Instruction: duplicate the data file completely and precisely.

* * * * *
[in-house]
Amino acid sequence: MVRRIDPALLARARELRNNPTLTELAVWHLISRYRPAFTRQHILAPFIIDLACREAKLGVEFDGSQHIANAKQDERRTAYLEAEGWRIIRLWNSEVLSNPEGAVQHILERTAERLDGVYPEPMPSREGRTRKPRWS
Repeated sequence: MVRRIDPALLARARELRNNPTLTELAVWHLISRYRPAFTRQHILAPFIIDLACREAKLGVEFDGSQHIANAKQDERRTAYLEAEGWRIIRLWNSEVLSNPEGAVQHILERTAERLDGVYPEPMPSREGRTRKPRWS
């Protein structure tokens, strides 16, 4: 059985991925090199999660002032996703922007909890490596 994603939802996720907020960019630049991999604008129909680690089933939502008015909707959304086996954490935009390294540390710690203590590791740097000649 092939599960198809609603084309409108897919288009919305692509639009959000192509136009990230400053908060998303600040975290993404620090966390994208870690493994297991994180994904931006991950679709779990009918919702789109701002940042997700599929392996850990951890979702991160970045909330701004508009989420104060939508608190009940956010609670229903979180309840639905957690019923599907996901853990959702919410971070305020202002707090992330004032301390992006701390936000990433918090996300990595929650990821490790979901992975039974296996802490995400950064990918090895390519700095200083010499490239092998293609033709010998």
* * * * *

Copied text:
[in-house]
Amino acid sequence: MVRRIDPALLARARELRNNPTLTELAVWHLISRYRPAFTRQHILAPFIIDLACREAKLGVEFDGSQHIANAKQDERRTAYLEAEGWRIIRLWNSEVLSNPEGAVQHILERTAERLDGVYPEPMPSREGRTRKPRWS
Repeated sequence: MVRRIDPALLARARELRNNPTLTELAVWHLISRYRPAFTRQHILAPFIIDLACREAKLGVEFDGSQHIANAKQDERRTAYLEAEGWRIIRLWNSEVLSNPEGAVQHILERTAERLDGVYPEPMPSREGRTRKPRWS
């Protein structure tokens, strides 16, 4: 059985991925090199999660002032996703922007909890490596 994603939802996720907020960019630049991999604008129909680690089933939502008015909707959304086996954490935009390294540390710690203590590791740097000649 092939599960198809609603084309409108897919288009919305692509639009959000192509136009990230400053908060998303600040975290993404620090966390994208870690493994297991994180994904931006991950679709779990009918919702789109701002940042997700599929392996850990951890979702991160970045909330701004508009989420104060939508608190009940956010609670229903979180309840639905957690019923599907996901853990959702919410971070305020202002707090992330004032301390992006701390936000990433918090996300990595929650990821490790979901992975039974296996802490995400950064990918090895390519700095200083010499490239092998293609033709010998």